Jim Beam column: Brumley likes propaganda videos

Published 6:45 am Saturday, June 1, 2024

Cade Brumley, Louisiana’s state superintendent of education, has endorsed what critics call a right-wing nonprofit — PragerU — that produces “pro-America” content for use in the state’s classrooms. Those same critics call it “conservative propaganda.”

Brumley said the company’s videos align with the state’s new social studies standards, which he calls the “Freedom Framework.”

The Advocate reported that the state Department of Education said teachers are allowed but not required to use those videos.

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In a statement released by PragerU, Brumley said, “Louisiana was the first state to adopt new, rigorous social studies standards that teach students about American exceptionalism and our quest for a more perfect union.”

Britannica defines American exceptionalism as an idea that the United States is a unique and even morally superior country for historical, ideological, or religious reasons.

Indoctrination of students by teachers is why Republicans say they have passed so many bills banning any talk of sexuality in the state’s public schools. The Advocate, for example, has said Gov. Jeff Landry is “a Republican who has claimed without citing evidence that some teachers aim to indoctrinate students with ‘radical’ ideas.”

What Brumley is trying to do is indoctrinate students with extreme conservative views. And Gov. Landry said on X, formerly Twitter, “Thank you to Louisiana’s superintendent for keeping American values in our classrooms.”

In its 2023 annual report, PragerU said its Kids program is serving families, schools, and young Americans with “pro-American content and undoing the damage of leftist teachers unions.”

That report also said the nonprofit is dedicated to “Biblical values, protecting children’s innocence, celebrating America’s exceptional history, civic responsibility, rejecting woke culture, and  defending free speech.”

The Advocate said the company’s videos have faced blowback from historians and educators who say PragerU places conservative values before historical accuracy.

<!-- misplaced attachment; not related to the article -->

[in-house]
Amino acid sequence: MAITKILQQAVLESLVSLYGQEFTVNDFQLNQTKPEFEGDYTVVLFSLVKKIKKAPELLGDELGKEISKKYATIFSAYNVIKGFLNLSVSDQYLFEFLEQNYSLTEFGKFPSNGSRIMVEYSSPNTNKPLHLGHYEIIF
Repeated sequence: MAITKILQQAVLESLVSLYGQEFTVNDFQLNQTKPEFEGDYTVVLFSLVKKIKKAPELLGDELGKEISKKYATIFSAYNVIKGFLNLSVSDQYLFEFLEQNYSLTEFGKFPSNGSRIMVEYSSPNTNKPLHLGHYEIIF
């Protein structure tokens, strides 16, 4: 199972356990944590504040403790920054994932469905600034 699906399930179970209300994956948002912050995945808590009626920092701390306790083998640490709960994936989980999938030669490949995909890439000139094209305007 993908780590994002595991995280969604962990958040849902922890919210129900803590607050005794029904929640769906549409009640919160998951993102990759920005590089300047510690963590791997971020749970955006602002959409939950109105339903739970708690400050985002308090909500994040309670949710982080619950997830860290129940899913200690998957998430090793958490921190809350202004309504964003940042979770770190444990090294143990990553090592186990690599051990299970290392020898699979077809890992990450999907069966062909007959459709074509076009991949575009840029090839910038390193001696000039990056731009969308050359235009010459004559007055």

Brumley isn’t the first state education superintendent to come up with a program aimed at indoctrinating students. The late-Shelby Jackson, an elected superintendent, came up with an “Americanism vs. Communism” program in 1961.

Jackson’s recommended textbook for that class was “Race and Reason,” by Carleton Putnam, who was described as “an American businessman and writer who was an advocate for racial segregation.” Putnam actually considered African Americans to be an inferior race and said having them attend schools with white children would do little to improve their intelligence.

American schools were undergoing integration at the time, which was controversial in most Southern states. Jackson actually said integration was going to destroy the public school system.

Jackson purchased 3,000 of Putnam’s books and said “selected mature students in certain schools would profit from the careful reading and study of the book.”

I was a teacher at the all-white Marion High School at the time and I was going to have to teach “Americanism vs. Communism” for six weeks since I was teaching American history.

Knowing about Putnam’s views and his book they gave me, I never opened it. I taught that class but only after doing my own research and coming up with my own information. I think Jackson’s program was a total bust.

We can only hope the same thing happens with Brumley’s ill-advised decision to endorse the PragerU programs. Unfortunately, PragerU in a news release said its partnership with Louisiana’s is “more expansive” than in other states, adding that the state Department of Education approved an “extensive list” of PragerU videos for social studies.

State Rep. Edmond Jordan, D-Baton Rouge, and chairman of the Legislative Black Caucus, said, “Louisiana’s children deserve unbiased, fact-based education free of political agendas. Instead, Superintendent Brumley betrayed his responsibilities to help rewrite history in service of right-wing extremists.”

Jacob Newsom, a social studies teacher at St. Amant High School, a public school in Ascension Parish, said he watched several PragerU Kids videos and found them filled with “historical revisionism and slanted perspectives.”

“It’s not anything other than propaganda disguised as educational content,” Newsom said, adding that he won’t use the materials with his studies.

Bless him, and, if we’re lucky, most teachers in this state will see Brumley’s support for the PragerU program for what it really is. It is an attempt to force students to accept the company’s misguided and slanted views of this country’s proud history.

Jim Beam, the retired editor of the American Press, has covered people and politics for more than six decades. Contact him at 337-515-8871 or jim.beam.press@gmail.com.


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